Lesser included offenses in North Carolina – Sometimes a defendant who is charged with a crime, goes to trial and then gets convicted of something similar but less serious. Typically, this occurs as a result of a jury finding the defendant guilty of a lesser included offense.
What does that mean? It is not a term people are generally familiar with unless they have some experience in the justice system. It’s not something you hear a lot about on crime dramas on television. In this blog, we will discuss lesser included offenses. Like all our blogs, this is intended for general informational purposes only, and not as a substitute for the advice and counsel of a criminal defense attorney.
What is a lesser included offense?
A lesser included offense is a crime that is less serious than a greater crime and has enough of the related elements for the defendant to be found guilty of that crime instead of the more serious crime. The advantage of this for the defendant is that they face less serious consequences than what was initially charged.
Example of lesser included offenses
- In North Carolina, First Degree Murder is categorized at a Class A Felony. Following the sentencing guidelines, if the defendant is found guilty, he would face a punishment of life in prison without the possibility of parole. A lesser included offense could be Voluntary Manslaughter (if the facts fit), which is a Class D Felony, which would subject the defendant to as low as less than 5 years in prison.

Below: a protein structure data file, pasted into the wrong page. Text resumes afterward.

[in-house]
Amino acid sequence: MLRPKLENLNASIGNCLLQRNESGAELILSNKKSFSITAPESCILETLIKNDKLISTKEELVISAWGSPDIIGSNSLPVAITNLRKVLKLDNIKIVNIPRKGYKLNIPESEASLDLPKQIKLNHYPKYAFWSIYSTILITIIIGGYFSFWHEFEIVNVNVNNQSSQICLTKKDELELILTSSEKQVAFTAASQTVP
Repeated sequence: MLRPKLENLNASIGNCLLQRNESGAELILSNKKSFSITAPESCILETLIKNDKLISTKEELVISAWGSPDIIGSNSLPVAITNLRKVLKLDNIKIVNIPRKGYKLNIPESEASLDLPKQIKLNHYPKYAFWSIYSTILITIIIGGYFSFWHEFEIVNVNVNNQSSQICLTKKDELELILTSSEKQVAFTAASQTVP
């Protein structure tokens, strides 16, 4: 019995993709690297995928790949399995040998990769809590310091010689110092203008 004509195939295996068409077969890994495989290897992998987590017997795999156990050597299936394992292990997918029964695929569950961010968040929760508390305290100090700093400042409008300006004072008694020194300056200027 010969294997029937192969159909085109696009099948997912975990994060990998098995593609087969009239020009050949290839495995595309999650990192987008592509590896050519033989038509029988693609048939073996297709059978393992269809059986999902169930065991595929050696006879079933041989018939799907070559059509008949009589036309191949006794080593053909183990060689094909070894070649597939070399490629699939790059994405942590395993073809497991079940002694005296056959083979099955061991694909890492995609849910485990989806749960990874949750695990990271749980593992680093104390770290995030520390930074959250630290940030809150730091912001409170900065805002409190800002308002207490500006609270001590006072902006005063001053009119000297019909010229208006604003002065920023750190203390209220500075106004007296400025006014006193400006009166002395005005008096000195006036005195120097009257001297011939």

When does a lesser included offense come into play?
Typically, lesser included offenses are not charged. They can be pled to instead of the more serious charged crime as part of a plea negotiation. Another way they can be a factor is in a criminal trial.
At the end of a criminal trial, the defendant can ask the judge to issue jury instructions on lesser included offenses in order to give the jury a less serious alternative to the charged crime. If the evidence that has been presented supports the elements of the lesser included offense, North Carolina states that the judge must grant the request. If the request is properly made and applicable and the judge fails to grant the request, this can be an issue for appeal.
Lesser included offenses are not mandatory
Not all crimes have a lesser included offense. Further, the defense can request that the jury instructions on a lesser included offense not be given at all, even if they are applicable. This could be a defense strategy that forces the jury into an “all or nothing” scenario, in the hopes that they will not find enough evidence that meets the beyond a reasonable doubt standard.
Criminal defense is extremely complicated. If have been charged with a crime, you should hire a lawyer as soon as possible.